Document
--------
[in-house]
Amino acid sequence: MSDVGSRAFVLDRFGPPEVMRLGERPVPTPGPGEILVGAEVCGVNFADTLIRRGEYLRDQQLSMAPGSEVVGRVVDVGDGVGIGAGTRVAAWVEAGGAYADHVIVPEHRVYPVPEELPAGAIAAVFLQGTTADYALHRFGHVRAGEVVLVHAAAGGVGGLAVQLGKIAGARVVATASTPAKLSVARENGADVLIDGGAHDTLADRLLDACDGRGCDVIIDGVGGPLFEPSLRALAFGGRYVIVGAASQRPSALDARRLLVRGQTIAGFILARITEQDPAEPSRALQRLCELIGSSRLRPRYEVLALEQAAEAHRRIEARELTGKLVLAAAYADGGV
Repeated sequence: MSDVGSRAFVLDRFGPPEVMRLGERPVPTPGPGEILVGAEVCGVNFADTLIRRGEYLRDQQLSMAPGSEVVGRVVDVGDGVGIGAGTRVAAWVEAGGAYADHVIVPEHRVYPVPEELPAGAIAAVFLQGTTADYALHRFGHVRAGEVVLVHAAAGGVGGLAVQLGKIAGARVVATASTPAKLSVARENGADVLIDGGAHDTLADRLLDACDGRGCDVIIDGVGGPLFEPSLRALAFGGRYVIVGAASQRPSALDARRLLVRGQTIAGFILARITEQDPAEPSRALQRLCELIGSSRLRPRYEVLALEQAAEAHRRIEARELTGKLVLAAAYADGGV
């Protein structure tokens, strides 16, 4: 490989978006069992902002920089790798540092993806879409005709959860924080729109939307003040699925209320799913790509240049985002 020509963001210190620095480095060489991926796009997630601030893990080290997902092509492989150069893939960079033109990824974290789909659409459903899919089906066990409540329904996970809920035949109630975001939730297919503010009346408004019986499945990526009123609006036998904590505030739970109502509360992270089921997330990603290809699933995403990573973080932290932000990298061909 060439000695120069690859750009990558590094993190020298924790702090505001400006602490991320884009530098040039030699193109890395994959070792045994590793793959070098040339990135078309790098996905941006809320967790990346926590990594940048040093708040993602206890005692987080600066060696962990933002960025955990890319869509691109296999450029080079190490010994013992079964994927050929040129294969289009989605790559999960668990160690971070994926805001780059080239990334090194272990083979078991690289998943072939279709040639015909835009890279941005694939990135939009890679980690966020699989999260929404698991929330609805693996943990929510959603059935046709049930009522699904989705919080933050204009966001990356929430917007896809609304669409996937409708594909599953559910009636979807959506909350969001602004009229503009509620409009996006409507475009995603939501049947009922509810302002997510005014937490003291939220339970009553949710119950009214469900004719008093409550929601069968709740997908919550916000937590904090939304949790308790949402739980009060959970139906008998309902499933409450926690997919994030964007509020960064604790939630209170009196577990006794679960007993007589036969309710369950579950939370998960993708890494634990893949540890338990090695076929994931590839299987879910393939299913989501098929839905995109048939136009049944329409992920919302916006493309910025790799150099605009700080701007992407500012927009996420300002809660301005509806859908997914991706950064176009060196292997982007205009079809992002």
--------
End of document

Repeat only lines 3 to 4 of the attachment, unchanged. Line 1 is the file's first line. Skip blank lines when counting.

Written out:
Repeated sequence: MSDVGSRAFVLDRFGPPEVMRLGERPVPTPGPGEILVGAEVCGVNFADTLIRRGEYLRDQQLSMAPGSEVVGRVVDVGDGVGIGAGTRVAAWVEAGGAYADHVIVPEHRVYPVPEELPAGAIAAVFLQGTTADYALHRFGHVRAGEVVLVHAAAGGVGGLAVQLGKIAGARVVATASTPAKLSVARENGADVLIDGGAHDTLADRLLDACDGRGCDVIIDGVGGPLFEPSLRALAFGGRYVIVGAASQRPSALDARRLLVRGQTIAGFILARITEQDPAEPSRALQRLCELIGSSRLRPRYEVLALEQAAEAHRRIEARELTGKLVLAAAYADGGV
């Protein structure tokens, strides 16, 4: 490989978006069992902002920089790798540092993806879409005709959860924080729109939307003040699925209320799913790509240049985002 020509963001210190620095480095060489991926796009997630601030893990080290997902092509492989150069893939960079033109990824974290789909659409459903899919089906066990409540329904996970809920035949109630975001939730297919503010009346408004019986499945990526009123609006036998904590505030739970109502509360992270089921997330990603290809699933995403990573973080932290932000990298061909 060439000695120069690859750009990558590094993190020298924790702090505001400006602490991320884009530098040039030699193109890395994959070792045994590793793959070098040339990135078309790098996905941006809320967790990346926590990594940048040093708040993602206890005692987080600066060696962990933002960025955990890319869509691109296999450029080079190490010994013992079964994927050929040129294969289009989605790559999960668990160690971070994926805001780059080239990334090194272990083979078991690289998943072939279709040639015909835009890279941005694939990135939009890679980690966020699989999260929404698991929330609805693996943990929510959603059935046709049930009522699904989705919080933050204009966001990356929430917007896809609304669409996937409708594909599953559910009636979807959506909350969001602004009229503009509620409009996006409507475009995603939501049947009922509810302002997510005014937490003291939220339970009553949710119950009214469900004719008093409550929601069968709740997908919550916000937590904090939304949790308790949402739980009060959970139906008998309902499933409450926690997919994030964007509020960064604790939630209170009196577990006794679960007993007589036969309710369950579950939370998960993708890494634990893949540890338990090695076929994931590839299987879910393939299913989501098929839905995109048939136009049944329409992920919302916006493309910025790799150099605009700080701007992407500012927009996420300002809660301005509806859908997914991706950064176009060196292997982007205009079809992002």